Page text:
The challenge - keeping the skies open during earthquakes
Airports are a modern city’s critical transport link to the wider world. Downtime disrupts communities, causes widespread business interruption and imposes serious costs on regional economies. Unnecessary downtime is unacceptable.
After an earthquake an airport is usually the first lifeline for rapid emergency response. Re-establishing and maintaining near-continuous operation is essential. Just a few hours lost can have devastating consequences.
We cannot predict when an earthquake will occur – and they don’t just hit the expected places. For example an earthquake in Virginia, USA in August 2011, an area of low seismic risk, resulted in massive transport and economic disruption as all local east coast airports were evacuated, including major international hubs such as JFK and Newark.
The solution: instant analysis and reporting of shaking levels
From 2010 to 2013 CIAL experienced a major earthquake sequence. Not just one or two big quakes but also the thousands of subsequent aftershocks; common after significant earthquakes but rarely expected or planned for. These included more than 30 quakes with magnitude >M5.0 - a standard criterion for airport closure.
CIAL had to be able to make fast, well-informed decisions about their response to seismic events. After the first Canterbury earthquake in 2010, CIAL installed CSI earthquake sensors for its runway. This gave them instant access to the data they needed to make the right call.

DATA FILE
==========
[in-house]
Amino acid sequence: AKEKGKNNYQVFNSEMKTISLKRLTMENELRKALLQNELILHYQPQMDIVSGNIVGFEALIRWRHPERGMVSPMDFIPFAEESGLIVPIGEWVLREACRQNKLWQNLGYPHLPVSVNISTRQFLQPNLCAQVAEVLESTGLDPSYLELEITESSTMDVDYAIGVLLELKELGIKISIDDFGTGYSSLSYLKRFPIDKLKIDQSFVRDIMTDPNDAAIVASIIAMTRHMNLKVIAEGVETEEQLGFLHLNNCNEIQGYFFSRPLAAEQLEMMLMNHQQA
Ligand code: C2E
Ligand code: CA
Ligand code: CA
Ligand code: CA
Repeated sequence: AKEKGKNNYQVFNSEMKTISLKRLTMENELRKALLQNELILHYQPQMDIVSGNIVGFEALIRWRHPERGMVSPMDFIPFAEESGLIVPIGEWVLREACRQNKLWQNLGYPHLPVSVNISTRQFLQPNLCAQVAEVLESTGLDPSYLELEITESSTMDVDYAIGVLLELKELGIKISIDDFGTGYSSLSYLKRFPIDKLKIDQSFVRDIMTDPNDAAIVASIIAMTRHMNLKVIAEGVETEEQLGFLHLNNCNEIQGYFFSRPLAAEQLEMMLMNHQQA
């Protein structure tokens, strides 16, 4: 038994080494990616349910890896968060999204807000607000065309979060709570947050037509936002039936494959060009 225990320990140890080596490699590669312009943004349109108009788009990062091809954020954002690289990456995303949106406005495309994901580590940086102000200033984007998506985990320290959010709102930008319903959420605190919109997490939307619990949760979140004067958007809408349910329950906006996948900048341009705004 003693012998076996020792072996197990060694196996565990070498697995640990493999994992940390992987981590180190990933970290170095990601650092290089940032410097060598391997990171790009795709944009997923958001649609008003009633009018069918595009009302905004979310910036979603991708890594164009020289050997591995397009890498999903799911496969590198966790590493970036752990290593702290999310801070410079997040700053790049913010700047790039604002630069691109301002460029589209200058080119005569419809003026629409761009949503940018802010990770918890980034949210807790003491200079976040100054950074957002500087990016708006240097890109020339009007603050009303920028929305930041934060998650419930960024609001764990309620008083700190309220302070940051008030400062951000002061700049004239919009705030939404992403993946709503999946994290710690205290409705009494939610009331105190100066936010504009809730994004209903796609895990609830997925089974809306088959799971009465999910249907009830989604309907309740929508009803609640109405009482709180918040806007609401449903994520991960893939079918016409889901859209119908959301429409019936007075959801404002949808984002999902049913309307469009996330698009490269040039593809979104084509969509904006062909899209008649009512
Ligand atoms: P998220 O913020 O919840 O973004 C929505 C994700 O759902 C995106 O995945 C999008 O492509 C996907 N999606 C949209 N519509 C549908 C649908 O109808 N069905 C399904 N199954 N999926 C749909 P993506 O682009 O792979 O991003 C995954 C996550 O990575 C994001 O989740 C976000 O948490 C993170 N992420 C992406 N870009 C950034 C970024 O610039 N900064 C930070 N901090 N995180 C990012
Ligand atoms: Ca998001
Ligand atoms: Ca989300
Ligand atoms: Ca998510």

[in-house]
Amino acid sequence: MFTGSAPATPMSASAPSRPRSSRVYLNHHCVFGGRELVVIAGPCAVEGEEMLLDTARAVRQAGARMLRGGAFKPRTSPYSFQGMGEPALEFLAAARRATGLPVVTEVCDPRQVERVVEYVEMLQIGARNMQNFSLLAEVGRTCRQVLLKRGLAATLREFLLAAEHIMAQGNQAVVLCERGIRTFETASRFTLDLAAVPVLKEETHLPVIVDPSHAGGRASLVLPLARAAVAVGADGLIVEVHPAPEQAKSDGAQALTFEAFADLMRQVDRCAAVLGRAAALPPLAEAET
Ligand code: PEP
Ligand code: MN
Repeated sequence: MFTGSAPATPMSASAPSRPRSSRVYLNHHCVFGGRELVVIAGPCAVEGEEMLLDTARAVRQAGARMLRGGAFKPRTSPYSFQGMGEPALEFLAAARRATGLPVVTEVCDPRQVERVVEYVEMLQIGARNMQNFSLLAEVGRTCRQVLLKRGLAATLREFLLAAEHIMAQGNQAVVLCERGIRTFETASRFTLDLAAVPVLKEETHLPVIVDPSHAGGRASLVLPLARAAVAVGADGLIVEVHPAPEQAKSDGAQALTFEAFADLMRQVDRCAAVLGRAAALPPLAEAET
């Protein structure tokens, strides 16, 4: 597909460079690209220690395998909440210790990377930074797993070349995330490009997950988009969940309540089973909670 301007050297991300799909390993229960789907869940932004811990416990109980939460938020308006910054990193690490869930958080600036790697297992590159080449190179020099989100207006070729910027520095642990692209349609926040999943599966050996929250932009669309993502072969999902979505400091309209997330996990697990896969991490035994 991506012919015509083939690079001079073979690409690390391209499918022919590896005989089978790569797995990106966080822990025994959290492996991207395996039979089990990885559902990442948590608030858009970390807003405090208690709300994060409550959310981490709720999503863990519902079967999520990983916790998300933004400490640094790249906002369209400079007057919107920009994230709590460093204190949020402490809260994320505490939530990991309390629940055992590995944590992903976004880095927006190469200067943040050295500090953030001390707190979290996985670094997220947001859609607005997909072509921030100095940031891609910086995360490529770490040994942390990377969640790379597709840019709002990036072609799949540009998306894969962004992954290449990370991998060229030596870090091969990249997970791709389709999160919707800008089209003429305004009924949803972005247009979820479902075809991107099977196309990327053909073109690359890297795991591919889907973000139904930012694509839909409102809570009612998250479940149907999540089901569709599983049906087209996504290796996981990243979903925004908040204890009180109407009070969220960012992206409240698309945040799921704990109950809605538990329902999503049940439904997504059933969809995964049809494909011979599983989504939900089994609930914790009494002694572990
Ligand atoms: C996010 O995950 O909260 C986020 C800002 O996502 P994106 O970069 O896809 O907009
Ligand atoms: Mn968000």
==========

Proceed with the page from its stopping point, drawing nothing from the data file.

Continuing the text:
Sensor points across the airport were connected to the central recording system, which instantly analysed and reported shaking levels against airport-specific thresholds for stay/evacuate alerts. Status was displayed immediately in the airport’s Integrated Operations Centre for instant decisions, with SMS and email messages to key operational staff.
The result: minimal downtime through 10,000 quakes
Real time earthquake shaking information has meant that CIAL’s downtime through the entire Canterbury earthquake sequence was negligible – minimal lost operational hours - reducing disruption and keeping aircraft, freight and passengers flying. Airport staff now:
- Use clear criteria for 'no action needed' and for escalating action, based on airport safety standards and management systems
- Make decisions instantly, based on a clear simple report and display to controllers and operations managers
After the major February 2011 quake (that cost 182 lives and $50B of damage in Christchurch), the airport was:
- Able to move national and international rescue and aid teams through the airport and into the city within hours
- Operating fully and normally - including major additional traffic flows - within hours of the quake
- Operating with maximum staff, maintaining airport user and public confidence
- Able to avoid compounding economic disruption
What this meant was that the airport, a vital cog in the rescue and recovery machine, has maximum ongoing earthquake resilience and can continue to provide economic support for a devastated city.
"It gives us a good idea with events," says Vaughan Kirkland, CIAL. "We’ve created a whole response around events and the data that they give us."
The lesson: Sentinel real-time information is an earthquake response game-changer
CIAL was one of the very first organisations in Christchurch to realise the need for better, faster ground shaking information to make better business decisions. The very successful outcomes for CIAL, and subsequently for many other businesses in Canterbury, were the inspiration for CSI to create Sentinel. Unique in the world, Sentinel earthquake response and resilience service lets you make smart, fast decisions about your people and property. Sentinel is the technology that ensures you make the right call. Sentinel instantly calculates your building’s status, sending alerts directly to offices, sites, assets, Alerters, smartphones, and computers.
No installation. No maintenance. No hassle. No up-front cost. No delay. Today.
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